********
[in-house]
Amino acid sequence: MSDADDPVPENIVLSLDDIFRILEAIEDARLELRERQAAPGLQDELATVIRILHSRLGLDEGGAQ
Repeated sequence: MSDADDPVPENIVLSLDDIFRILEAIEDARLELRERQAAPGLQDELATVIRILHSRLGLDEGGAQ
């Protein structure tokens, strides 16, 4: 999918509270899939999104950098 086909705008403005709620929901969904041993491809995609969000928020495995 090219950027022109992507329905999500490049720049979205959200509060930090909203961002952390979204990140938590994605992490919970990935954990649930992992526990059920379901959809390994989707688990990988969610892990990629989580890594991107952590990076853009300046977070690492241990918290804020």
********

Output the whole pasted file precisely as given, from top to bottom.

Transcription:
[in-house]
Amino acid sequence: MSDADDPVPENIVLSLDDIFRILEAIEDARLELRERQAAPGLQDELATVIRILHSRLGLDEGGAQ
Repeated sequence: MSDADDPVPENIVLSLDDIFRILEAIEDARLELRERQAAPGLQDELATVIRILHSRLGLDEGGAQ
């Protein structure tokens, strides 16, 4: 999918509270899939999104950098 086909705008403005709620929901969904041993491809995609969000928020495995 090219950027022109992507329905999500490049720049979205959200509060930090909203961002952390979204990140938590994605992490919970990935954990649930992992526990059920379901959809390994989707688990990988969610892990990629989580890594991107952590990076853009300046977070690492241990918290804020």